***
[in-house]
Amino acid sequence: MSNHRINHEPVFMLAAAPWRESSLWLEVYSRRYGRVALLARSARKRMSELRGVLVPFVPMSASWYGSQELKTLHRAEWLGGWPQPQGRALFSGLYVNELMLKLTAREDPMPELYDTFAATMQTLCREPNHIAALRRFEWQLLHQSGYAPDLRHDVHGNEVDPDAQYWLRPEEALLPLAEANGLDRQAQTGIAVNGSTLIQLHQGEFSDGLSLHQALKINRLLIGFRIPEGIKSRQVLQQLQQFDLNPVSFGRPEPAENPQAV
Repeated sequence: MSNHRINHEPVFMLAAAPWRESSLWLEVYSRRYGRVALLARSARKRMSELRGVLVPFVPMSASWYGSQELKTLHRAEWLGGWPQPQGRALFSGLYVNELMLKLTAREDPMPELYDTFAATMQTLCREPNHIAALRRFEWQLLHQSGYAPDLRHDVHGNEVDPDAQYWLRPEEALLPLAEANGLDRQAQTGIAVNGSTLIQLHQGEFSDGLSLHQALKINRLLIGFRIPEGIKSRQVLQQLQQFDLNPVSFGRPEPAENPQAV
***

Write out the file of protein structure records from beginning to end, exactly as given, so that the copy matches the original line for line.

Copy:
[in-house]
Amino acid sequence: MSNHRINHEPVFMLAAAPWRESSLWLEVYSRRYGRVALLARSARKRMSELRGVLVPFVPMSASWYGSQELKTLHRAEWLGGWPQPQGRALFSGLYVNELMLKLTAREDPMPELYDTFAATMQTLCREPNHIAALRRFEWQLLHQSGYAPDLRHDVHGNEVDPDAQYWLRPEEALLPLAEANGLDRQAQTGIAVNGSTLIQLHQGEFSDGLSLHQALKINRLLIGFRIPEGIKSRQVLQQLQQFDLNPVSFGRPEPAENPQAV
Repeated sequence: MSNHRINHEPVFMLAAAPWRESSLWLEVYSRRYGRVALLARSARKRMSELRGVLVPFVPMSASWYGSQELKTLHRAEWLGGWPQPQGRALFSGLYVNELMLKLTAREDPMPELYDTFAATMQTLCREPNHIAALRRFEWQLLHQSGYAPDLRHDVHGNEVDPDAQYWLRPEEALLPLAEANGLDRQAQTGIAVNGSTLIQLHQGEFSDGLSLHQALKINRLLIGFRIPEGIKSRQVLQQLQQFDLNPVSFGRPEPAENPQAV